PricewaterhouseCoopers (PwC) is one of the Big Four accounting firms, alongside KPMG, Deloitte and Ernst & Young (EY). PwC reportedly raised $13.7 billion for 537 ICOs in the first five months of 2018.
Where did the $13.7 billion come from and where did it go?
The report quoted Daniel Diemers, director of blockchain EMEA at PwC, stating that despite a 70% correction in the cryptocurrency market, ICO-related activities actually increased in 2018.
The PwC report is titled “ICO: Strategic Perspectives” and its contents are as follows:
“The researchers highlighted the continued growth and popularity of the global ICO in 2018. A total of 537 ICOs were conducted in the first five months of this year, raising a total of $13.7 billion, more than the sum of all ICOs before 2018.”
The vast majority of the funds raised in the 537 tokens were from investors who already held a lot of Bitcoin and Ethereum, since most ICOs require investors to invest through Bitcoin and Ethereum.
ICO monthly data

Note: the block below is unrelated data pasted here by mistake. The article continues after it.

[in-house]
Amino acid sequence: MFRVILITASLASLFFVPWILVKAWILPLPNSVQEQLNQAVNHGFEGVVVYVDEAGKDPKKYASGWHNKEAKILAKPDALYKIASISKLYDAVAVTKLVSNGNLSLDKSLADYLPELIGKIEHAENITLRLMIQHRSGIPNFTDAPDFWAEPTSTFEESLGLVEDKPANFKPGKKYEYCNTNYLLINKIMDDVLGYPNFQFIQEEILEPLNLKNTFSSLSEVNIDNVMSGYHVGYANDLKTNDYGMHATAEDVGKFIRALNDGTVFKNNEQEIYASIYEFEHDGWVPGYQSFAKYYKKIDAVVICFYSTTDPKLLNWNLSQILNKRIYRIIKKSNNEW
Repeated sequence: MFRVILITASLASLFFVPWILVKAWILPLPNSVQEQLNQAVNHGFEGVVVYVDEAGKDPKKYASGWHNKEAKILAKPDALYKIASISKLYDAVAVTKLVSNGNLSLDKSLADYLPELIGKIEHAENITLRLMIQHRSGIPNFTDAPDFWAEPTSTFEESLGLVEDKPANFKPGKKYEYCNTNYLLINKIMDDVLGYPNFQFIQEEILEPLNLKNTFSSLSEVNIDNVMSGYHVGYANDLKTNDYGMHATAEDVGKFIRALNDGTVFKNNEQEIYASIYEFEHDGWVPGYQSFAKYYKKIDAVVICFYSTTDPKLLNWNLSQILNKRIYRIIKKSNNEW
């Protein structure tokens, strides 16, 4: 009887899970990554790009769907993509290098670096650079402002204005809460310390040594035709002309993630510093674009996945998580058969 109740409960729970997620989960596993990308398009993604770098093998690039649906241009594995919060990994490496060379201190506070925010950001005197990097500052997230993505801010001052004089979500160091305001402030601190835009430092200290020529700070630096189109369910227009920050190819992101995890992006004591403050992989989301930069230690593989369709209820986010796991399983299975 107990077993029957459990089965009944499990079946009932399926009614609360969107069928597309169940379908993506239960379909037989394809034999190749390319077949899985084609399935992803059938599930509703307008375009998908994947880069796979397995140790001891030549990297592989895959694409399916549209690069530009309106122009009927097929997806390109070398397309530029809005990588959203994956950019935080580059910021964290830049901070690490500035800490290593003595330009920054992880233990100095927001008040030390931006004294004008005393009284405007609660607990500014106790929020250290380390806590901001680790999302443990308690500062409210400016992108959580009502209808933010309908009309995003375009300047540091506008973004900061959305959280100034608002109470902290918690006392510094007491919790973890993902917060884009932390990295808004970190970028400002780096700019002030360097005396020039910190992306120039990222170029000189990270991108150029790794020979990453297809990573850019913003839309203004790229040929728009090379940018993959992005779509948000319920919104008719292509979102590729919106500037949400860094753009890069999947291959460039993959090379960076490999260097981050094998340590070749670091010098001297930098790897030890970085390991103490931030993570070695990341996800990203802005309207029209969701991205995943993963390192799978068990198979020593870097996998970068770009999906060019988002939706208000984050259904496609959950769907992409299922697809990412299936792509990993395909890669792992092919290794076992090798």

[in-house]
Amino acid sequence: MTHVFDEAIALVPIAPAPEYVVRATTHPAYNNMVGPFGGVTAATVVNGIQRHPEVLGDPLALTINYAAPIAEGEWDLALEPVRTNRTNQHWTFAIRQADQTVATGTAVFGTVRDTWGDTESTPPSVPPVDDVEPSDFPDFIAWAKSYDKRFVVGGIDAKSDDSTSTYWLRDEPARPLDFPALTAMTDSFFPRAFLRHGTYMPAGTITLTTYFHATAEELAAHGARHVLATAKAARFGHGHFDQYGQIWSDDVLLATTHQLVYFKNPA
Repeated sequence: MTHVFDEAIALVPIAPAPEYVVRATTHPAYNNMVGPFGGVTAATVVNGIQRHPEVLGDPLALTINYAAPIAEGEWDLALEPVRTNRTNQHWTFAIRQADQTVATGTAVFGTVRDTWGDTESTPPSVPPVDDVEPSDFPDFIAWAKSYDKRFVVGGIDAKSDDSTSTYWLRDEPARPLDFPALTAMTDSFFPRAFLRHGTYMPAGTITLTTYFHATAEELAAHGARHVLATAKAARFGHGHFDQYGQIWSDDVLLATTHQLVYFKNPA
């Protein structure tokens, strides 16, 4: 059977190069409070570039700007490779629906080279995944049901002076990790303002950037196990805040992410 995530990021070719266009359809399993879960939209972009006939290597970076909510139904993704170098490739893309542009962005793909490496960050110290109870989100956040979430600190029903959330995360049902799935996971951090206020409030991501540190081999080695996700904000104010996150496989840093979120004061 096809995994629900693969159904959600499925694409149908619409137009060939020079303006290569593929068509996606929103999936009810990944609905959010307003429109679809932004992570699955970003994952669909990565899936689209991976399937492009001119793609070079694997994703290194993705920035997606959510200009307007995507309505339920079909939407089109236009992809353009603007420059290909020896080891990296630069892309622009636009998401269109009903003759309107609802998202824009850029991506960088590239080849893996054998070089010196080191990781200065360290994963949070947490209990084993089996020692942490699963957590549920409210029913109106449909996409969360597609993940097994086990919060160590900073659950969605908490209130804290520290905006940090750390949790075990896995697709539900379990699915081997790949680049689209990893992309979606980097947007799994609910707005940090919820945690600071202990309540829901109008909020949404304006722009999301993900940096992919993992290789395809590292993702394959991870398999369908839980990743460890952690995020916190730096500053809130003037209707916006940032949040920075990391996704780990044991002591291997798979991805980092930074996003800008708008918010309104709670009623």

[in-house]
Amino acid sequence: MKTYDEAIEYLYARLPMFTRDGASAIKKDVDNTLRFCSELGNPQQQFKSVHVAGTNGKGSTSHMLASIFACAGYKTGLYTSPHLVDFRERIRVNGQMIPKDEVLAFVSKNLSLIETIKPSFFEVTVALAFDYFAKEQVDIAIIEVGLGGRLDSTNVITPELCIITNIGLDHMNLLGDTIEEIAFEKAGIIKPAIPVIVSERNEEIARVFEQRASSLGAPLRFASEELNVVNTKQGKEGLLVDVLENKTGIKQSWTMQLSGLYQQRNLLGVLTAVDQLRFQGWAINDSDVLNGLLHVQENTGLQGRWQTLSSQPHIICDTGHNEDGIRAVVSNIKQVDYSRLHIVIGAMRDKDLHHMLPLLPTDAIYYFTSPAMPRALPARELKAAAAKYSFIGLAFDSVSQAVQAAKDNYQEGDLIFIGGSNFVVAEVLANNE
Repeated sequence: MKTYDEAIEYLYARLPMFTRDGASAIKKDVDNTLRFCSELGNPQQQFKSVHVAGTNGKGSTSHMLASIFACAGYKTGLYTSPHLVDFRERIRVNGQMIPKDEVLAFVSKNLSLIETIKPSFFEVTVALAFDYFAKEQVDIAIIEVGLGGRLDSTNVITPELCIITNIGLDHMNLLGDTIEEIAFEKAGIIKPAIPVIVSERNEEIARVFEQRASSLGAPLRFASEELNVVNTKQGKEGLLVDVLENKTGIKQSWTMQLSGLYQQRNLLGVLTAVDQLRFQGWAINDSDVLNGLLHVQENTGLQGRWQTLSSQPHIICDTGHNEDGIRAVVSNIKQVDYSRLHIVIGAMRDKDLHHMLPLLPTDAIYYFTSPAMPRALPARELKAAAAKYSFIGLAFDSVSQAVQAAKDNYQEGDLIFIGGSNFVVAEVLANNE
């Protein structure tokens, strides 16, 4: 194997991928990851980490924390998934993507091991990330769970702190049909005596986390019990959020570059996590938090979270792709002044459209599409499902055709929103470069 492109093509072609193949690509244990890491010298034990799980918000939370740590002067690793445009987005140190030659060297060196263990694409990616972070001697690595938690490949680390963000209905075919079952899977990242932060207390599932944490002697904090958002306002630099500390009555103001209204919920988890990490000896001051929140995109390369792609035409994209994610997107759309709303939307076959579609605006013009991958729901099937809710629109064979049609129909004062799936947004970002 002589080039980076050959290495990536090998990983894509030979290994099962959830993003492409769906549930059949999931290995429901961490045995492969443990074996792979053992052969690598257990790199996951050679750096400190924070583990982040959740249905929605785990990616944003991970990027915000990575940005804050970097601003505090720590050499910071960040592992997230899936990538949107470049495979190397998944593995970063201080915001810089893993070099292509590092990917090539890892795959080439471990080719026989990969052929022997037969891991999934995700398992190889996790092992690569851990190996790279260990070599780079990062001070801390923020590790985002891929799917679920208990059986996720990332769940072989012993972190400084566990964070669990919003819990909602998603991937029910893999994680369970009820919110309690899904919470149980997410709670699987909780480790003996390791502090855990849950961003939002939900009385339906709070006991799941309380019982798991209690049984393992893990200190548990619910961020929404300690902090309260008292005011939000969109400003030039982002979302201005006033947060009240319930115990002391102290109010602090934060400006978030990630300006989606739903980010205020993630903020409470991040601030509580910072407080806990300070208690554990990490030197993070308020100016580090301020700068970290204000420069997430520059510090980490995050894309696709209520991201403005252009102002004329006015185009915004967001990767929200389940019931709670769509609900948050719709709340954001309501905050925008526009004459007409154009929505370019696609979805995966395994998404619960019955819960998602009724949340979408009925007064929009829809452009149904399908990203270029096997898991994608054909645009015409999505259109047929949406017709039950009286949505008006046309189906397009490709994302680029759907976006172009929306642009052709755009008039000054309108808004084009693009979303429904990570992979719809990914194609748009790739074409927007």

Contrary to what many analysts and investors say, ICOs are like an endless cycle in the capital market. Although ICOs do cause investors to put a lot of BTC and ETH on the market, these funds will be purchased again by investors and then funded by other ICOs. New capital is not injected into new tokens, and existing players in the cryptocurrency market use their cryptocurrency to invest.
In February, Fortune magazine reported that about half of ICOs have failed and died since 2017, disappearing from the global cryptocurrency market. Throughout 2017, the ICO’s failure rate reached an alarming 46%. If projects disappear without community support and sufficient funds were taken into account, the failure rate would soar to 59%.
ICO market is improving
Diemers has conducted extensive evaluations and research on the emerging blockchain projects and the current state of the cryptocurrency market. He stressed that as ICO-related laws and regulations and investor structure will improve in the upcoming months, ICO’s failure rate will decline, and more projects will be successful with the support of appropriate partners and investors.
“After the enthusiasm of 2017, this year’s ICO industry has become more mature and standardized, and has made progress in terms of business models, laws and regulations, investor structure and financing methods. The mixed mode of venture capital and ICO financing is becoming more about combining the advantages offered by the two approaches. The robustness of this business model will be verified when it is supported by the public to achieve its market potential.”